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El Chapo Is Down, But the Drugs Keep Coming (and other related stories)

  1. Basoodler

    The events of the morning of Saturday February 22 have now passed into popular legend in Mexico. At 6:40 a.m., agents of the Mexican navy stormed into a beachfront condo in the town of Mazatlán in the state of Sinaloa, where they found the leader of the Sinaloa Cartel, Joaquín Guzmán Loera, alias El Chapo (or Shorty) asleep in bed with his wife and an AK-47. El Chapo’s two young children were asleep in a crib nearby. Across Mexico and around the world experts, analysts, and the general public reacted with shock at the news. Most people assumed that this near-mythical figure could not be captured, others that the government was not serious about bringing him to justice.

    But Guzmán’s peaceful arrest, “without a single shot being fired” (in the words of the Mexican Attorney General Jesús Murillo Karam), is just the first event in a chain reaction that is now in motion. In addition to the questions surrounding his trial, incarceration, and possible extradition to the United States, many are asking what this means for the Sinaloa Cartel, for the business of moving drugs to the United States, for the standing of the Mexican government, and most importantly, for public security in Mexico.

    To address the first point, we must say the capture of El Chapo will, in itself, not seriously challenge the Sinaloa Cartel’s operational capacity. The cartel is well-organized and has experienced lieutenants in place in all of the major areas where it conducts its business. The supposed successor to Guzmán, Ismael “El Mayo” Zambada, is a seasoned veteran of the cartel and has already been handling many of the duties of running business in the organization. The cartel has enough resilience to withstand the removal of its top figure; this is what makes it imperative for the Mexican government to carry out a sustained assault on the cartel if it intends to disrupt the organization’s activities.

    The last three decades of the “drug war” in Colombia offer a glimpse into what Mexico might expect in the aftermath of Guzmán’s arrest. Following the capture or killing of senior leaders of Colombia’s Medellín, Cali and Norte del Valle cartels, their hierarchical, vertically-integrated structures were replaced by smaller criminal organizations with more fluid leadership. U.S. scholar Bruce Bagley has dubbed this process of fragmentation the “cockroach effect.” Not only does the proliferation of smaller organizations make them harder to combat, they continually morph and adapt in response to changes in the state policies to combat them.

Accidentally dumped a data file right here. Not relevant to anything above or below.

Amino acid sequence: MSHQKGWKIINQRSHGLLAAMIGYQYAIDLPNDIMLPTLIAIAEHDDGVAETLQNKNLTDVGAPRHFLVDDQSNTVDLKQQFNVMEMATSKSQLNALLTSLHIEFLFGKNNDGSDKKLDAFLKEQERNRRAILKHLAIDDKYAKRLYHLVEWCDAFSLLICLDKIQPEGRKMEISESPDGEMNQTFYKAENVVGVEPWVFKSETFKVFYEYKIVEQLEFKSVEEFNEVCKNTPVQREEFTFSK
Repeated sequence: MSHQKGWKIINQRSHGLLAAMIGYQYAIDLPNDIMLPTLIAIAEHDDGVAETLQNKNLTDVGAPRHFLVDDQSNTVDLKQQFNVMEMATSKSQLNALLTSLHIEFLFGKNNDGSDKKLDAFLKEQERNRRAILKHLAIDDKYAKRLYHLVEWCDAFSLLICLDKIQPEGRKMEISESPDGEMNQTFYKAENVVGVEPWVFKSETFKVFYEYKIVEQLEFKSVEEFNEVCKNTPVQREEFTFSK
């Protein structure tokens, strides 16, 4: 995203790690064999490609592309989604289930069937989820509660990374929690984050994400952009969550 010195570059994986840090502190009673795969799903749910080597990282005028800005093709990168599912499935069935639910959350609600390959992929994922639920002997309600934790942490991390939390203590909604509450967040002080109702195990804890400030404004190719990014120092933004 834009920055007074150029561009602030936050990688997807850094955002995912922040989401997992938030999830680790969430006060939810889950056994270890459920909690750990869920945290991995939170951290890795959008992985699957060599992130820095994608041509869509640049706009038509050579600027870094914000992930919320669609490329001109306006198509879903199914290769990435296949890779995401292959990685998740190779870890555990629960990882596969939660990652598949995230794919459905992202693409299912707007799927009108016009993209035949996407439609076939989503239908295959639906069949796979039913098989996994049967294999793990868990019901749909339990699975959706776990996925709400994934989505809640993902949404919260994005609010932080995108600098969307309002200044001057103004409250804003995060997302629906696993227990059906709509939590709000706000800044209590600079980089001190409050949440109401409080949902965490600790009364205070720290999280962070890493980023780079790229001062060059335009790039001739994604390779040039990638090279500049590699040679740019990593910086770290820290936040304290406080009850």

As inventive, albeit illegal entrepreneurs, drug cartels constantly seek new market opportunities, both domestically and in new regions such as Africa. Unlike in Mexico, Colombia’s internal armed conflict has provided ample opportunities for trafficking organizations to ally with guerrillas or former paramilitary groups, increasing not only the lethality of the drug trade (and its consequences for the civilian population) but also transforming the nature of the insurgent groups themselves.

    Understanding the internal structure of the Sinaloa cartel is thus crucial. Rather than simply a top-down, vertical hierarchy, Sinaloa is better visualized as a series of “nodes” around which activity is organized. Mexican scholar Victor Sánchez has recently demonstrated how an effective campaign against Sinaloa would have to remove multiple leaders before the flow of drugs is affected. Indeed, the general consensus in Mexico and the United States is now that El Chapo’s arrest will do little to stem the flow of drugs northward, with demand driving supply more than any other factor.

    The capture is of significant importance, however, in establishing the credibility of Mexican President Enrique Peña Nieto’s security and organized crime strategy, which has been heavily criticized for focusing too much on violence reduction and crime prevention rather than taking on the criminals themselves. This highest profile arrest gives the president and his security team ammunition to reject such attacks and the inspiration to continue the struggle.

    However, we should not expect a major change in the short term. Just as some of the security advances in Colombia in the 2000s pushed trafficking routes into Mexico, gains in one arena produce setbacks in others. The consequences may be unintended, but they are not unpredictable. As long as demand for drugs remains robust and profits sky-high, we will continue to chase, if not this Chapo, then others who arise to take his place.

    Feb. 27 2014


  1. Basoodler
    El Chapo Guzman to Be Released?

    El Chapo Guzman to Be Released? At least that is what the people of Sinaloa demand. As stated by the New York Daily News “One person’s drug lord is another person’s hero.

    ” The capital of Sinaloa demonstrated support for the release of El Chapo, hundreds of people wearing white marched, and chanted with signs that stated their love and appreciation for El Chapo. Many believe El Chapo supported his community and deserves to be released. Federal judges in Mexico ruled on Tuesday that El Chapo must face 2 separate trials on charges of trafficking and organized crime. Although he has charges pending in Chicago and in New York City, it is not believed he will be extradited anytime soon.

    Protesters threw water bottles at police causing the police to use tear gas and arrest many of them.

    Children and families marched while dressed in white and carrying banners that read about the goodness of El Chapo, and about El Chapo being the protector and defender of the public. El Chapo Guzman to be released, is what the people demand. How can a man who is known for cutting the heads off his enemies be so loved by the community? Joaquin “El Chapo” Guzman was born into poverty, with only a grade 1 education, he went on to become one of the world’s richest and most powerful men. He is estimated to make $1 billion a year, and have a staff of over 150,000. He has even been given the title of Public Enemy Number 1 in Chicago, a title that has been long attributed to Al Capone. How did the leader of the Sinaloa Cartel become the most loved criminal in Sinaloa? His rags to riches story resonates with the community.